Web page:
I was interested in the shop assistant post in the staff co-op shop of the Hospital Authority's Head Office. After discussions with Eva, my staff worker, she suggested me to work in the tuck shop of the Clubhouse in order to have a similar work experience as shop assistant. So I came back early every morning before the opening of the tuckshop at 8:45am. I also voluntarily worked for longer hours through lunch. I worked in the tuckshop for 2 months. I gained much confidence in coping with the work stress of handling money and the long queue of customers and gained proper social skills.
Before the start of my first TEP, the staff and members supported me in various ways. The Staff at the Clubhouse gave me suggestions on appropriate clothing. A member even looked for suitable clothes with us. Finally, I started the TEP on June the first 2001 as a shop assistant. On the first day of my work, placement managers accompanied me to my work place and trained me on the job. At the first sight, I was scarred by the computerized cash register. However, after demonstration, I could handle it easily. Apart from operating the computerized cash register , I needed to handle the use of credit cards and EPS for money transactions, to check the stock and answer phone enquiries. Recently I need to handle large amount cash flow up to HK$ 70,000 (about US$ 9,000), I work 24 hours a week. Consultation and support from the staff of the clubhouse are provided whenever I needed them. When I am on leave on Mon and Tue, I go back to Phoenix Clubhouse to help with the work of the reception. By now, I have been working for more than 4 months, both my boss and my co-worker are satisfied with my performance. My salary is enough for my expenses. I feel very content and satisfied. My dream of returning to the work force comes true through TE.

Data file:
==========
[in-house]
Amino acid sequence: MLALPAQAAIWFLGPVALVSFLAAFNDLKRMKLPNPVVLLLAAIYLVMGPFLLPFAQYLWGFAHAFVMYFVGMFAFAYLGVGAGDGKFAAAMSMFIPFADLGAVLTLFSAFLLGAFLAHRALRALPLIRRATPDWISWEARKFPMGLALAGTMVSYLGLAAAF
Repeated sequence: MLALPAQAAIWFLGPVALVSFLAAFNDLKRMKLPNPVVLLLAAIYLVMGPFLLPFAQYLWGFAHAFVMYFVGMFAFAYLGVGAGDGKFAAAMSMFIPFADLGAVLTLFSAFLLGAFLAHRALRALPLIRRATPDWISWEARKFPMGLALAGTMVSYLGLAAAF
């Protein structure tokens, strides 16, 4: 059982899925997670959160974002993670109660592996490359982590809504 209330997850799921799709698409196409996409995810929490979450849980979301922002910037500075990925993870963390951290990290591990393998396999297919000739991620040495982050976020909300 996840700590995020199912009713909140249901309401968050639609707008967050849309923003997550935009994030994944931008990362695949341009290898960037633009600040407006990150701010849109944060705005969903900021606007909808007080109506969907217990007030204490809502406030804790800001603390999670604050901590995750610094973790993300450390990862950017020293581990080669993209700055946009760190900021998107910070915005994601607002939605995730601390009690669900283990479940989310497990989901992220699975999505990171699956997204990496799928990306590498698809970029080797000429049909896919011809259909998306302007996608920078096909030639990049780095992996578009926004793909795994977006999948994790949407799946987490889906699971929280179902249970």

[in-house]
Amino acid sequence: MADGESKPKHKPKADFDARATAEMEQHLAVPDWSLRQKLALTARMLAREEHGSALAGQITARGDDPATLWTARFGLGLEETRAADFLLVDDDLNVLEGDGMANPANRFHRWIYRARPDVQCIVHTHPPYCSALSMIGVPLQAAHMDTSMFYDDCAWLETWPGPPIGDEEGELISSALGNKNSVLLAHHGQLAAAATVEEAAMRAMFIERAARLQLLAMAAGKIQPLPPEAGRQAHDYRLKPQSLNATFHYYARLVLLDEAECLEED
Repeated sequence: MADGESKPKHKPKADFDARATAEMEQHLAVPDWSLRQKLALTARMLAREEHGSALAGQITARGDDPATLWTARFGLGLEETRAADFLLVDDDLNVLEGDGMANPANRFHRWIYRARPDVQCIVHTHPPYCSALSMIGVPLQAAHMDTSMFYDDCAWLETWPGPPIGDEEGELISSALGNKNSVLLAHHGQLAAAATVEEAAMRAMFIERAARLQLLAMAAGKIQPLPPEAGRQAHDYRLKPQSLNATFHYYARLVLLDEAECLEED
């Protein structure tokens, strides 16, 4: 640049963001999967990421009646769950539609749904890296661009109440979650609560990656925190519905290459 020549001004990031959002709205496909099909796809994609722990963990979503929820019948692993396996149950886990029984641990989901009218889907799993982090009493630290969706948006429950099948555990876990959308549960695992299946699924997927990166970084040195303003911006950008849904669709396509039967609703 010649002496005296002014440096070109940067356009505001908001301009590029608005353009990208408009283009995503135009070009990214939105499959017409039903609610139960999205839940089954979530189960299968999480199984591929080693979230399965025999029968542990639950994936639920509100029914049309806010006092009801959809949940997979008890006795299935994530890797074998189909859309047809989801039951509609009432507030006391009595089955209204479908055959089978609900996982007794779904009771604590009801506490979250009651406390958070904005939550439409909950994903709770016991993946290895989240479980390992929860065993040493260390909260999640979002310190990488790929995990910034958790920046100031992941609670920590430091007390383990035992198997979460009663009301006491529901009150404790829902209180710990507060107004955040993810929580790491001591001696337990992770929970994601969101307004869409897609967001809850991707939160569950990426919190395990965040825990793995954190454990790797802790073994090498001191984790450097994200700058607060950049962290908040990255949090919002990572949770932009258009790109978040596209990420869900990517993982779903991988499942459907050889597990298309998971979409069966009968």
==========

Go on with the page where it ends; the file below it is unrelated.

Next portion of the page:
Working as the receptionist in the Clubhouse and my TE give me not only job satisfaction, they also bring me back my confidence and good relationship with people. I feel being welcomed by the members of the Clubhouse and they are willing to work with me and establish friendship. I really could not believe being nominated and supported by all the staff and members to represent the Phoenix Clubhouse in attending this International Seminar which has been my dream for years. So, when people ask me, “Are you afraid of flying to the US in this special moment?” I said with a smile, “No, this is a precious opportunity to share my success with the world!” My husband also supports me and remarked, “ It is a reward of Mimi’s hard work to be representing Phoenix Clubhouse to attend the Seminar.”
After finishing my first Transitional Employment, I will try another TE or look for other suitable jobs myself. I would also like to enroll some vocational training course to further enrich my skills and knowledge.
I am grateful that the Clubhouse has offered me tremendous opportunities to grow and regain my confidence in a work environment. I never would have imagined that I could come and speak to you guys. I am very honored and I am sure that a lot more people can be helped through this Clubhouse environment of support and TE. I would like to invite you to visit us in the future. Thank you.